Teichberg, Mirta, Fox, SE, Aguila, C, Olsen, YS and Valiela, I (2008) Macroalgal responses to experimental nutrient enrichment in shallow coastal waters: growth, internal nutrient pools, and isotopic signatures. Marine Ecology Progress Series, 368 . pp. 117-126. DOI https://doi.org/10.3354/meps07564.

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Abstract

Increased nutrient inputs to temperate coastal waters have led to increased occurrences of macroalgal blooms worldwide. To identify nutrients that are limiting to macroalgae and to determine whether different forms of these nutrients and long-term ambient nutrient conditions affect macroalgal response, we used in situ enrichment methods and tested the response of 2 bloom-forming species of macroalgae, Ulva lactuca and Gracilaria tikvahiae, from shallow estuaries of Waquoit Bay, Massachusetts, USA, that receive different land-derived N inputs. We enriched caged macroalgal fronds with nitrate, ammonium, phosphate, and N + P combinations, and measured growth, nutrient content, and δ15N signatures of fronds after 2 wk of incubation. In these estuaries, P did not limit growth, however, the 2 species differed in growth response to N additions. Growth of U. lactuca was greater in Childs River (CR), the estuary with higher nitrate inputs, than in Sage Lot Pond (SLP); growth in SLP increased with nitrate and ammonium enrichment. In contrast, growth of G. tikvahiae was greater in SLP than in CR, but had no growth response to N enrichment in either site. C and N contents differed initially between species and sites, and after nutrient enrichment. Final tissue % N increased and C:N decreased after nitrate and ammonium enrichment. δ15N values of the macroalgae demonstrated uptake of the experimental fertilizers, and a higher affinity and faster turnover of internal N pools with ammonium than nitrate enrichment in both species. We suggest that U. lactuca blooms in areas with both high nitrate and ammonium water column concentrations, and is more N-limited in oligotrophic waters where DIN levels are too low to sustain high growth rates. G. tikvahiae has a greater N storage capacity than U. lactuca, which may allow it to grow in less nutrient-rich waters.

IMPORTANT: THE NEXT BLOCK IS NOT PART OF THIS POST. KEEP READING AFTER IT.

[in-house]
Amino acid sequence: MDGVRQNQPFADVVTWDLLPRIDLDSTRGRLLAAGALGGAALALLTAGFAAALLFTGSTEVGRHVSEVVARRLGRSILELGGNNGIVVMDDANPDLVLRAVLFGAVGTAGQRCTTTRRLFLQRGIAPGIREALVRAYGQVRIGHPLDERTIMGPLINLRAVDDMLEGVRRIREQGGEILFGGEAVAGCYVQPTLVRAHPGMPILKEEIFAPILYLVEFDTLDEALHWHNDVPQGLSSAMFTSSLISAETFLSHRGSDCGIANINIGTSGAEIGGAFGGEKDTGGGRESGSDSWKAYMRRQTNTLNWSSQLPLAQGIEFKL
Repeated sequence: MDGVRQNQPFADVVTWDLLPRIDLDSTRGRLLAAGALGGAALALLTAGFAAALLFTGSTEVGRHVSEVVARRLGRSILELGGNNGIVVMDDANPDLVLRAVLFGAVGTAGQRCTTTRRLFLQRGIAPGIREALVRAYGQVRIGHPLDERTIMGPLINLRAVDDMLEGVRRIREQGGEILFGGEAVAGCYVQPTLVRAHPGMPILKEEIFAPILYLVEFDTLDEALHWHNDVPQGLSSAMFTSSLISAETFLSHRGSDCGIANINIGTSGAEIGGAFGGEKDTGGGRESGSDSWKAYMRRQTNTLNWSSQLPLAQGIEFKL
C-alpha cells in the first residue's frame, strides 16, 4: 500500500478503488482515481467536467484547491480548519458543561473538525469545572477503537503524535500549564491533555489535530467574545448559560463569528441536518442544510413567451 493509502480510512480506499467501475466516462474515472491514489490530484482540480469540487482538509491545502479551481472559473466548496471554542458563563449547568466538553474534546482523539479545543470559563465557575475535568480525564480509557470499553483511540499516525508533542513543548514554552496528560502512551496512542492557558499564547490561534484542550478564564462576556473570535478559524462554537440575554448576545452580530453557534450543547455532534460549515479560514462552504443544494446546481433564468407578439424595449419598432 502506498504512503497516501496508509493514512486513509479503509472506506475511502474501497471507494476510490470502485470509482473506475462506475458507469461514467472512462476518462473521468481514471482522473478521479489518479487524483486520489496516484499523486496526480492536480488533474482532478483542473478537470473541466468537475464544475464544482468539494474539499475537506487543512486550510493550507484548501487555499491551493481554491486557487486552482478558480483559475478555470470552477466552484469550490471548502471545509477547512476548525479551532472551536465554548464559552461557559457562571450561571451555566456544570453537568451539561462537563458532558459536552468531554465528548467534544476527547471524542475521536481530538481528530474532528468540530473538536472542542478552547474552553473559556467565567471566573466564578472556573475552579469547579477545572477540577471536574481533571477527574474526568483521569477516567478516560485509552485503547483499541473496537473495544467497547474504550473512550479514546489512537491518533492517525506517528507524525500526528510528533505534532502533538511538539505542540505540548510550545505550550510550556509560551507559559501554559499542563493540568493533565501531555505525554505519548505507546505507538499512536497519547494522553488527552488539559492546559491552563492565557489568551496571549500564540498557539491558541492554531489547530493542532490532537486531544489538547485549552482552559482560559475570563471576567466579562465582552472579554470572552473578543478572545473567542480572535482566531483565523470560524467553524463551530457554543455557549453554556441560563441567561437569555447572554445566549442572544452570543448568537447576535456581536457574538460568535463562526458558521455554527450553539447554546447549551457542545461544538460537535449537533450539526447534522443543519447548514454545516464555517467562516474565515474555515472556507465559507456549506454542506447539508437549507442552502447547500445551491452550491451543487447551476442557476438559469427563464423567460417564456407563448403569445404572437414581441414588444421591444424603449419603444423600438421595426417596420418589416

Document Type: Article
Research affiliation: Affiliations > Not ZMT
Ecology > Algae and Seagrass Ecology
Refereed: Yes
Open Access Journal?: No
DOI etc.: https://doi.org/10.3354/meps07564
ISSN: 0171-8630
Date Deposited: 03 Mar 2020 12:44
Last Modified: 01 Oct 2020 13:00
URI: http://cris.leibniz-zmt.de/id/eprint/3535

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